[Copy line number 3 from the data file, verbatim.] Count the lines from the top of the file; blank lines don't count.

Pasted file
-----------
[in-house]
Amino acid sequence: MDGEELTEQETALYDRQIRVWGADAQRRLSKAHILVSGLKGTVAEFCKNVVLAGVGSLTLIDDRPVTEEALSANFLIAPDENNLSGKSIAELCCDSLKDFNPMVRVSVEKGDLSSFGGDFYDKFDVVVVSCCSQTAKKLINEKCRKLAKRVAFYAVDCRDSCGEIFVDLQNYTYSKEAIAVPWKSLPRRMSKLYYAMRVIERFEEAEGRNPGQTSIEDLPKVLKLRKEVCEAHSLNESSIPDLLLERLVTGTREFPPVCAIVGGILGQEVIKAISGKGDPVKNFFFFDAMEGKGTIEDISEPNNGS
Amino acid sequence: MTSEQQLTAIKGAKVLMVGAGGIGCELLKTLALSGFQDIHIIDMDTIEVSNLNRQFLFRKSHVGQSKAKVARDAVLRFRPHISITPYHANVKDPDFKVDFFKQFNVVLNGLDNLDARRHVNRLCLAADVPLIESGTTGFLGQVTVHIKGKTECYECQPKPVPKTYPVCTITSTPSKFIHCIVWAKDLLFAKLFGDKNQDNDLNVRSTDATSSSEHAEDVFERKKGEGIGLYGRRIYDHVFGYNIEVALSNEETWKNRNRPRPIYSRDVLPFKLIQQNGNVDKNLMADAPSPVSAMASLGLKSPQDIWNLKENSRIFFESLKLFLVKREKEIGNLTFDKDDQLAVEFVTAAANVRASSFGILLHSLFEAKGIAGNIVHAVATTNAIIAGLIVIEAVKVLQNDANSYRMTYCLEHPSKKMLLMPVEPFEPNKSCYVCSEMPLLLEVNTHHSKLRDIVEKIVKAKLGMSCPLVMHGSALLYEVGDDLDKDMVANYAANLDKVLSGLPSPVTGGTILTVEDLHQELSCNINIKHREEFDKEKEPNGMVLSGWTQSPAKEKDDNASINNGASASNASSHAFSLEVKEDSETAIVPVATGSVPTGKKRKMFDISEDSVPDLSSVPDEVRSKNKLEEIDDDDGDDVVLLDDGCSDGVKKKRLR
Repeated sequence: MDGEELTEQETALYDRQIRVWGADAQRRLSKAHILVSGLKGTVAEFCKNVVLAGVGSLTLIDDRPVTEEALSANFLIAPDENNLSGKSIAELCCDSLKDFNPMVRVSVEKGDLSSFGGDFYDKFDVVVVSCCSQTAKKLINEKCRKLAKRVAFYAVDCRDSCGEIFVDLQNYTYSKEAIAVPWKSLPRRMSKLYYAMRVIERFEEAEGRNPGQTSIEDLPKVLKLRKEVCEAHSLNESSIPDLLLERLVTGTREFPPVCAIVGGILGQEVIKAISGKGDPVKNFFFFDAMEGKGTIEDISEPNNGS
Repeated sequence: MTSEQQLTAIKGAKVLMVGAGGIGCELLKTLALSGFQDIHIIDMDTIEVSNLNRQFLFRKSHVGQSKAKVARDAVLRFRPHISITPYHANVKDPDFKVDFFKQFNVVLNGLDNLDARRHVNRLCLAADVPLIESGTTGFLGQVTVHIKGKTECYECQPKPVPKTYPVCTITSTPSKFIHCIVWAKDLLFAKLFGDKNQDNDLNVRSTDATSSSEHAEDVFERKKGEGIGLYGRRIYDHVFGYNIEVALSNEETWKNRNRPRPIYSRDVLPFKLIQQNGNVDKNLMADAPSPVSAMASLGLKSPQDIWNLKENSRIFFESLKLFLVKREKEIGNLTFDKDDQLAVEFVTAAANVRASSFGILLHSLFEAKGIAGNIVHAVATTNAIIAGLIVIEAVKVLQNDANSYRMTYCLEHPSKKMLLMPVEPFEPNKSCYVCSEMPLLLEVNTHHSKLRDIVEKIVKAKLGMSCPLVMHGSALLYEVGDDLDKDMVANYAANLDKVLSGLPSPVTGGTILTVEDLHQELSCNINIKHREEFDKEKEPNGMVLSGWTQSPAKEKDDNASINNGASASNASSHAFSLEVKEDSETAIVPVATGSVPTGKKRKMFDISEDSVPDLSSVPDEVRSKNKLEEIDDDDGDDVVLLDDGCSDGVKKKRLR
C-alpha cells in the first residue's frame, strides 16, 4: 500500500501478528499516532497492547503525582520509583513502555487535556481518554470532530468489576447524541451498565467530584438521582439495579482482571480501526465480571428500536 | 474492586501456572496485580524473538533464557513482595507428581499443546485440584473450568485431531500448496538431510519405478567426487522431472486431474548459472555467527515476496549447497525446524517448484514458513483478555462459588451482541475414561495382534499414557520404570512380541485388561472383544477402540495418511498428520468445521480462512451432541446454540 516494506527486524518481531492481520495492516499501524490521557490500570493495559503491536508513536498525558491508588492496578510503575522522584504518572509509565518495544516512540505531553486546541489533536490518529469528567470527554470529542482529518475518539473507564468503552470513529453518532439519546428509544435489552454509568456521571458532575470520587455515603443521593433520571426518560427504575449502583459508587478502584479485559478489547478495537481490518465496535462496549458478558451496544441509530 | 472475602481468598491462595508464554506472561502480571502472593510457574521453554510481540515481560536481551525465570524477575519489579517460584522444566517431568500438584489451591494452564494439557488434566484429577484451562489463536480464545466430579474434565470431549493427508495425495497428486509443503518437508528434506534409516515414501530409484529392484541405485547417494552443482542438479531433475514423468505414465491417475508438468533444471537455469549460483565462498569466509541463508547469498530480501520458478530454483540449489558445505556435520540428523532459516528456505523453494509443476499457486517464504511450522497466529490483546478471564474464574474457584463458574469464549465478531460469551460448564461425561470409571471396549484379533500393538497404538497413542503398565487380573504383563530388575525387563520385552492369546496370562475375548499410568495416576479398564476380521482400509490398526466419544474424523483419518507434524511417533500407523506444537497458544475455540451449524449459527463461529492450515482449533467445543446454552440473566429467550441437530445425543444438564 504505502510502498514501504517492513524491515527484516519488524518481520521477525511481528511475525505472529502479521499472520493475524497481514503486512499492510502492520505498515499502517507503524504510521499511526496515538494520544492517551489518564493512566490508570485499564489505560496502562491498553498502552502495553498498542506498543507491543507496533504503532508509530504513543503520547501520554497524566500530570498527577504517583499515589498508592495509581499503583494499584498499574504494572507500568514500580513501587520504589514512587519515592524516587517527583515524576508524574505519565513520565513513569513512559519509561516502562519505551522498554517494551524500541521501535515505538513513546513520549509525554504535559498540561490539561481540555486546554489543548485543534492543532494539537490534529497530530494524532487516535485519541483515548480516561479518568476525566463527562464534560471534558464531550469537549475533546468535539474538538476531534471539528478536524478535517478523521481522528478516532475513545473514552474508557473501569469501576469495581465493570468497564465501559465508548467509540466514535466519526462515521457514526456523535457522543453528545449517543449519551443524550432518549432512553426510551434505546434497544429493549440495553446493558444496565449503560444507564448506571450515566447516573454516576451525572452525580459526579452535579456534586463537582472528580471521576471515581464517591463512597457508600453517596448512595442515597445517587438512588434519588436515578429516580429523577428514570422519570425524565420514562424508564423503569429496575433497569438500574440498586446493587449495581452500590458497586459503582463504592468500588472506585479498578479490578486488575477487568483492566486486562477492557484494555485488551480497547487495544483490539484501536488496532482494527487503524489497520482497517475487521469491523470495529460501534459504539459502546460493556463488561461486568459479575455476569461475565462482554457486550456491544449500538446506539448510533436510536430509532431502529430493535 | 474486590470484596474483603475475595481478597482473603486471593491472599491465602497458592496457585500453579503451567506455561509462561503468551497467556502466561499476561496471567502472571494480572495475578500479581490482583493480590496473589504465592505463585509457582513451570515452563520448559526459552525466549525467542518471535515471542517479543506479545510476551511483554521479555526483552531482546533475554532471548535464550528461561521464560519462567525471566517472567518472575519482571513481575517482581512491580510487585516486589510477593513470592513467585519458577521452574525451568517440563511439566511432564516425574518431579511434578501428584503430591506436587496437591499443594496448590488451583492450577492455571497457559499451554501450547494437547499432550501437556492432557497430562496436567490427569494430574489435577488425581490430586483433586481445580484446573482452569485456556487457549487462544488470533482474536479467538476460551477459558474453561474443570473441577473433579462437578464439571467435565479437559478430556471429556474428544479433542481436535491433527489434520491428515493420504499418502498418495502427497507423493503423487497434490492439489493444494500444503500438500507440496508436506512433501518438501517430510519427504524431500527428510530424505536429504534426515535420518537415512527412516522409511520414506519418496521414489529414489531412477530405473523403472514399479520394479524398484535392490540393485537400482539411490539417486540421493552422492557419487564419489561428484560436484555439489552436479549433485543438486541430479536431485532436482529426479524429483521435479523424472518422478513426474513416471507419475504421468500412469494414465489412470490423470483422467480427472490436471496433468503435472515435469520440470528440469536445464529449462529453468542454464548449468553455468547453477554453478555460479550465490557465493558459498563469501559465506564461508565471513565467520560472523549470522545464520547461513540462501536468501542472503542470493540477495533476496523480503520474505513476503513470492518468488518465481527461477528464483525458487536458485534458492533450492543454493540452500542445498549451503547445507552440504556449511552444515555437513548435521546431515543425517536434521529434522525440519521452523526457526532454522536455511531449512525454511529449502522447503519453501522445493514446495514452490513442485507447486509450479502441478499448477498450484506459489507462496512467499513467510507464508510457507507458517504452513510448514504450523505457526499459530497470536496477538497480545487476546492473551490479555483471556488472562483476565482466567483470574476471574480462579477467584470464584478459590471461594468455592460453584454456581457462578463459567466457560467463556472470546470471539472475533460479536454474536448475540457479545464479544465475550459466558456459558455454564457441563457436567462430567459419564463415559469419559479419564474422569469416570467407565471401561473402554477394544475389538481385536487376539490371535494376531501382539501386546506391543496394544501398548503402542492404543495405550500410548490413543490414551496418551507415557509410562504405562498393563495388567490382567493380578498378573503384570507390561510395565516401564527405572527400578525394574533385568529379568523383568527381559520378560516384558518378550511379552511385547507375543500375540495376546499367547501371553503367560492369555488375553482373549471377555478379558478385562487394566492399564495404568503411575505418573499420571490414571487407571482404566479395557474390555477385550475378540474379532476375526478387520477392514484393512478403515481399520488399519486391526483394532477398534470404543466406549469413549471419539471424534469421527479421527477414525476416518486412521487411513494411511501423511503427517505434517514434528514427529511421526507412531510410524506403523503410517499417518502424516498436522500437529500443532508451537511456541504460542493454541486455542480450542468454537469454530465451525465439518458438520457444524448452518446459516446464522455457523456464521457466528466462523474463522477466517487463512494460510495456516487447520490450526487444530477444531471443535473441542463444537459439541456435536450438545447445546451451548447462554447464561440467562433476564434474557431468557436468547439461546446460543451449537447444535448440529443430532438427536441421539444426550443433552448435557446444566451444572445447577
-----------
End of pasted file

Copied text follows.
Amino acid sequence: MTSEQQLTAIKGAKVLMVGAGGIGCELLKTLALSGFQDIHIIDMDTIEVSNLNRQFLFRKSHVGQSKAKVARDAVLRFRPHISITPYHANVKDPDFKVDFFKQFNVVLNGLDNLDARRHVNRLCLAADVPLIESGTTGFLGQVTVHIKGKTECYECQPKPVPKTYPVCTITSTPSKFIHCIVWAKDLLFAKLFGDKNQDNDLNVRSTDATSSSEHAEDVFERKKGEGIGLYGRRIYDHVFGYNIEVALSNEETWKNRNRPRPIYSRDVLPFKLIQQNGNVDKNLMADAPSPVSAMASLGLKSPQDIWNLKENSRIFFESLKLFLVKREKEIGNLTFDKDDQLAVEFVTAAANVRASSFGILLHSLFEAKGIAGNIVHAVATTNAIIAGLIVIEAVKVLQNDANSYRMTYCLEHPSKKMLLMPVEPFEPNKSCYVCSEMPLLLEVNTHHSKLRDIVEKIVKAKLGMSCPLVMHGSALLYEVGDDLDKDMVANYAANLDKVLSGLPSPVTGGTILTVEDLHQELSCNINIKHREEFDKEKEPNGMVLSGWTQSPAKEKDDNASINNGASASNASSHAFSLEVKEDSETAIVPVATGSVPTGKKRKMFDISEDSVPDLSSVPDEVRSKNKLEEIDDDDGDDVVLLDDGCSDGVKKKRLR